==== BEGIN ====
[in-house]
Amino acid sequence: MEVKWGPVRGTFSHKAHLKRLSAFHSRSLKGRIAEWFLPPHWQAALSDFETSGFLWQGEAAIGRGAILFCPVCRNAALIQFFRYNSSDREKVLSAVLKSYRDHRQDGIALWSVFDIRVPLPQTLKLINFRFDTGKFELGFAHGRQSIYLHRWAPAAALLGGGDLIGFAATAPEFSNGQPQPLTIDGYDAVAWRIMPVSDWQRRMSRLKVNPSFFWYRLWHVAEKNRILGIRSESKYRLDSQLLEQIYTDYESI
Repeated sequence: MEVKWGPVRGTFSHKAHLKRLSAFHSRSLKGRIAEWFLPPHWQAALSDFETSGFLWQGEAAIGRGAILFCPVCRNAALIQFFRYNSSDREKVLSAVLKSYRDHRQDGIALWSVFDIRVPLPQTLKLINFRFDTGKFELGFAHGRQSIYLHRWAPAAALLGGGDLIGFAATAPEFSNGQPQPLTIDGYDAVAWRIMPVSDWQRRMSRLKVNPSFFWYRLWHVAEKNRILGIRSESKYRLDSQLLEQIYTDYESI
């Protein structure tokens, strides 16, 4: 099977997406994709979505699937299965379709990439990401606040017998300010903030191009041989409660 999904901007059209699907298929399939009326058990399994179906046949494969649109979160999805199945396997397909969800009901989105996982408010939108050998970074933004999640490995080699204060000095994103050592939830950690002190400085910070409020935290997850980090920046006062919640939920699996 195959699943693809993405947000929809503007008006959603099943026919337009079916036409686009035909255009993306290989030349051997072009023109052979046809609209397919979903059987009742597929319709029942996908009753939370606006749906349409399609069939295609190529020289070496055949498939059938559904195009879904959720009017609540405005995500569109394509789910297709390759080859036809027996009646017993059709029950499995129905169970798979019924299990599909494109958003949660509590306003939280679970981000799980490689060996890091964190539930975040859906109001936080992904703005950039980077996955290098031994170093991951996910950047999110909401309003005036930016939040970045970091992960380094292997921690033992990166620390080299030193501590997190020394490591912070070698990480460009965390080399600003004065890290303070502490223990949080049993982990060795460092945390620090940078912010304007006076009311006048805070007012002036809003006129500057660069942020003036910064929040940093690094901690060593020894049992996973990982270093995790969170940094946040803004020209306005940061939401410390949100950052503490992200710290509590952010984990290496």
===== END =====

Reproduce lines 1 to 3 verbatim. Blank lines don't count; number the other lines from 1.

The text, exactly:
[in-house]
Amino acid sequence: MEVKWGPVRGTFSHKAHLKRLSAFHSRSLKGRIAEWFLPPHWQAALSDFETSGFLWQGEAAIGRGAILFCPVCRNAALIQFFRYNSSDREKVLSAVLKSYRDHRQDGIALWSVFDIRVPLPQTLKLINFRFDTGKFELGFAHGRQSIYLHRWAPAAALLGGGDLIGFAATAPEFSNGQPQPLTIDGYDAVAWRIMPVSDWQRRMSRLKVNPSFFWYRLWHVAEKNRILGIRSESKYRLDSQLLEQIYTDYESI
Repeated sequence: MEVKWGPVRGTFSHKAHLKRLSAFHSRSLKGRIAEWFLPPHWQAALSDFETSGFLWQGEAAIGRGAILFCPVCRNAALIQFFRYNSSDREKVLSAVLKSYRDHRQDGIALWSVFDIRVPLPQTLKLINFRFDTGKFELGFAHGRQSIYLHRWAPAAALLGGGDLIGFAATAPEFSNGQPQPLTIDGYDAVAWRIMPVSDWQRRMSRLKVNPSFFWYRLWHVAEKNRILGIRSESKYRLDSQLLEQIYTDYESI